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Forum Contributor 2015-2017
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471 Posts
Discussion Starter #1
I have received a copyright strike on my alto saxophone cover on "Watermelon Man" by Herbie Hancock!

I have used a public domain backing track (Jamey Aebersold Publications) and a public domain vector (an obligatory attribution of vector maker though).

I cannot figure out, what should i do now, after receiving strike by this party or multiple entities:
"
APRA_CS
MESAM / MSG CS
KODA_CS
ICE_CS
SGAE_CS
TONO_CS
SACEM
TEOSTO_CS
UMPI"

Am i not legitimate on posting my recording? Should i submit a dispute?
Has anyone encounter such experience in YouTube?

Thanks in advance SOTW community!

PS: Last minute notice. A sax player (via Facebook) told me, that Jamey Aebersold material is not poublic domain and does not allow free distribution in other sources (i.e. Youtube). It's only for educational reasons!

BillyGreece
 

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Forum Contributor 2015-2017
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471 Posts
Discussion Starter #3
Interesting! and unfortunate.

Are your videos set to monetized? Because that would be red flag number one for youtube.
Well no, i don't have monetization enabled on my YouTube account! My account is still, unverified, in order to avoid any "income production"
triggerings! A useful answer has been already submitted on YouTube community:

"You own the rights to your performance of the work, however, someone still holds the copyright to the music composition that you are performing.
You might also want to contact the publisher of the backing track to ask them about the license for it as well. A performance of a copyrighted work doesn't necessarily make that recording public domain and they may have specific licensing terms, such as private performance, etc..."

All this copyright policy philosophy, seems to be very mixed up! I mean when you perform a melody or a solo, this turns to be, yours in a way. Well if this isn't Jazz, what is it anyways? That's the reason i try to buy backing tracks, and in this way i m "buying" any copyright rights.
 

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Distinguished SOTW Member
TENOR, soprano, alto, baritone
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7,588 Posts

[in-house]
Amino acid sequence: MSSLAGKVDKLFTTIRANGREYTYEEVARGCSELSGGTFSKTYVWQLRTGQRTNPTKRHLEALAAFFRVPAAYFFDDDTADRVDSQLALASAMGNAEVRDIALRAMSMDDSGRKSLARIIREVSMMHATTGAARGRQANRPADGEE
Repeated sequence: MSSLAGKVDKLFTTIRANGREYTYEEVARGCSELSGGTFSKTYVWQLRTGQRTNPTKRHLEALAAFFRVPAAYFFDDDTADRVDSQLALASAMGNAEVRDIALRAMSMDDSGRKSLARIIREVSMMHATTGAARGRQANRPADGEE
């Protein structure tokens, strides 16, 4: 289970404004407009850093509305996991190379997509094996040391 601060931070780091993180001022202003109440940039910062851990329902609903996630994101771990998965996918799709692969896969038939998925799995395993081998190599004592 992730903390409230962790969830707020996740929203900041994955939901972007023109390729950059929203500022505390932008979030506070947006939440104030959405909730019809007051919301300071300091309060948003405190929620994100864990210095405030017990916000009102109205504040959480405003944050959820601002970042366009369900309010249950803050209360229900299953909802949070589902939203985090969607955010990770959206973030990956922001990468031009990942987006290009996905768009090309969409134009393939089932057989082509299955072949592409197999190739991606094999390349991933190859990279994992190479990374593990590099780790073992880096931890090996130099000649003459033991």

Do nothing and eventually find out what they're up to. In other words, if you're not selling your recordings, there's nothing to sue over. You made a recording of yourself playing a song and you put it up for others to listen to. There are millions of these on You Tube. People put up the actual artist original recordings all the time too, just for the sake of sharing. I for one am very happy about that because it has turned You Tube into the largest music library in the world for working musicians who need to hear a song fast so they can work it up for a gig. Not only do you have the originals, you also have countless versions. So how can these entities you referenced have any objection to you messing around with a song and putting it on You Tube for fun?
 

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Forum Contributor 2015-2017
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Discussion Starter #5
Do nothing and eventually find out what they're up to. In other words, if you're not selling your recordings, there's nothing to sue over. You made a recording of yourself playing a song and you put it up for others to listen to. There are millions of these on You Tube. People put up the actual artist original recordings all the time too, just for the sake of sharing. I for one am very happy about that because it has turned You Tube into the largest music library in the world for working musicians who need to hear a song fast so they can work it up for a gig. Not only do you have the originals, you also have countless versions. So how can these entities you referenced have any objection to you messing around with a song and putting it on You Tube for fun?
Dunno what's it all about, but it seems that it might be a "scams" case here. Many people through the web, report same incidents of fake copyright claimants! I ve just uploaded my stuff in YouTube, cause it's easily accessible for someone to hear the tune, rapidly (i.e. from a smartphone). There's a lot of background here, so SOTW people have an eye when you re uploading stuff in YouTube. Hope this raise some awareness!